Afghanistan: US concerned about Taliban government

Status: 08.09.2021 8:51 a.m.

The Taliban have set up an interim government – with senior members in leading positions. The US expressed concern that central demands of the West had not been implemented.

The radical Islamic Taliban in Afghanistan have set up a transitional government – but the filling of political posts is a cause for concern in the United States.

A US State Department spokesman said his country’s government was concerned about the “connections and history” of some of the Taliban’s appointed ministers. The US would continue to expect “the Taliban to ensure that Afghan soil is not used to threaten other countries and that access to support the Afghan people continues”.

The Reuters news agency quoted Jen Psaki, spokeswoman for the US government, who stressed that the US would not recognize the Islamists’ interim government in the short term.

Meeting of Foreign Ministers Blinken and Maas

Foreign Minister Antony Blinken is traveling to the Ramstein US base in Rhineland-Palatinate today. During the US evacuation mission in Afghanistan, the airbase served as a hub through which people who had flown from Kabul first came to Germany, from where they were brought to the USA.

During his visit, Blinken will also meet with Federal Foreign Minister Heiko Maas to discuss the situation in Afghanistan. As ARD correspondent Silke Diettrich reports, further foreign ministers from other countries are to take part in the deliberations at a video conference following the visit.

Blinken had previously traveled to Qatar. According to him, more than 58,000 Afghans and citizens of other countries have been flown into the country. The foreign minister stressed that the US wanted to continue negotiating with the Taliban about evacuations from Afghanistan. The aim is that further charter flights can safely leave the country. The Taliban have promised to let all those who have travel documents leave Afghanistan. “The international community is watching closely to see if the Taliban keep their promises,” said Blinken.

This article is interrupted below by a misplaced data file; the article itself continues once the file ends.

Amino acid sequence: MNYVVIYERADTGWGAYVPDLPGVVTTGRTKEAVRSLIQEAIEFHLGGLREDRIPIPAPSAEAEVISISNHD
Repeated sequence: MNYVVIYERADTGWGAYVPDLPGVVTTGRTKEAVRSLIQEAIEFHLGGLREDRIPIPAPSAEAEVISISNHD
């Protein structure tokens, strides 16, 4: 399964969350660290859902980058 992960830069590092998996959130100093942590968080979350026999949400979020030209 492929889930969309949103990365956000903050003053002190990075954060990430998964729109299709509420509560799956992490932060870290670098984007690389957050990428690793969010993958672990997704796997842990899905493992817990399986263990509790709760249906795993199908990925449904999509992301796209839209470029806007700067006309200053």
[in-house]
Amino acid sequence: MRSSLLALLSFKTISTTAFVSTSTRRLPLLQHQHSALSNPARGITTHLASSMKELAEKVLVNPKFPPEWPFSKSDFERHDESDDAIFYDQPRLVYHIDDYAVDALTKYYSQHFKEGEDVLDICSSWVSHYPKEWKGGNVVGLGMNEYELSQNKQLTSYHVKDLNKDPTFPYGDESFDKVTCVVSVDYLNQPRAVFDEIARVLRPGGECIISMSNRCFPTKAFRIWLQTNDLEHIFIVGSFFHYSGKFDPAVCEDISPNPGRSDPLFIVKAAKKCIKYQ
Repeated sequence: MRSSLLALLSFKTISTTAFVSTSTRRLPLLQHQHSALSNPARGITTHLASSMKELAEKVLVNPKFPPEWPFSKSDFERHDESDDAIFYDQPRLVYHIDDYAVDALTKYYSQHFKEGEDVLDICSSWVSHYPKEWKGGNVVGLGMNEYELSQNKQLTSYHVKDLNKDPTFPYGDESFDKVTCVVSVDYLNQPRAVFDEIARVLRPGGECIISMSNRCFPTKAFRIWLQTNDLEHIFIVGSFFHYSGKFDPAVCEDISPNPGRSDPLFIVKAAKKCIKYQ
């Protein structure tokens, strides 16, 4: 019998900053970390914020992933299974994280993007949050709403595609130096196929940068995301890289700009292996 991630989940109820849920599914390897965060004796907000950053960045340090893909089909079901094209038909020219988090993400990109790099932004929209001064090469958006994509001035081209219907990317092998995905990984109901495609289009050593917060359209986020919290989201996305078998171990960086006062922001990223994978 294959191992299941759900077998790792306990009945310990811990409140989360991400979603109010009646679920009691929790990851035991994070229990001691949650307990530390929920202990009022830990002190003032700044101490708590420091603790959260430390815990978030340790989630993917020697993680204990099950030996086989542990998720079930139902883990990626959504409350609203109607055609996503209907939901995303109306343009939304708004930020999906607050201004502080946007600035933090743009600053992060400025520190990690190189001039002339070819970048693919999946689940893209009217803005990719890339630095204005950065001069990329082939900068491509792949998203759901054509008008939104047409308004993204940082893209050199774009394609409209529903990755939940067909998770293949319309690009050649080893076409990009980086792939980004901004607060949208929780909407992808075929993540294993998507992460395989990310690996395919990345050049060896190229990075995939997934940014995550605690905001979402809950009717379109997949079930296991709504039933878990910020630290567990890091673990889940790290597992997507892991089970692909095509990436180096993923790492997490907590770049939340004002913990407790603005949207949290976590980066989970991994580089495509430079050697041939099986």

Senior Taliban leaders in top positions

The interim government appointed by the Taliban is headed by Mullah Mohammed Hassan Achund, said Taliban spokesman Sabihullah Mujahid. Achund was already at the side of the late Taliban leader Mullah Mohammed Omar and had led the Taliban government in Kabul, which was in power until 2001, for years. Most recently he was part of the leadership council of the Islamists, the Rahbari Shura, and is considered a close confidante of the Taliban leader Haibatullah Achundsada.

His deputy should therefore be Mullah Abdul Ghani Baradar, the previous deputy head of the Taliban. The second deputy is Maulawi Abdul Salam Hanafi, who most recently worked in the Taliban’s political office in Doha.

In this role, Baradar had negotiated with the previous US administration under President Donald Trump. The result was the so-called Doha Agreement, which was signed at the end of February. In the agreement, the Taliban undertook to negotiate peace with the now disempowered Afghan government, cut ties to terrorist organizations and, as far as possible, refrain from violence. In return, Trump had promised the Taliban the withdrawal of troops from Afghanistan.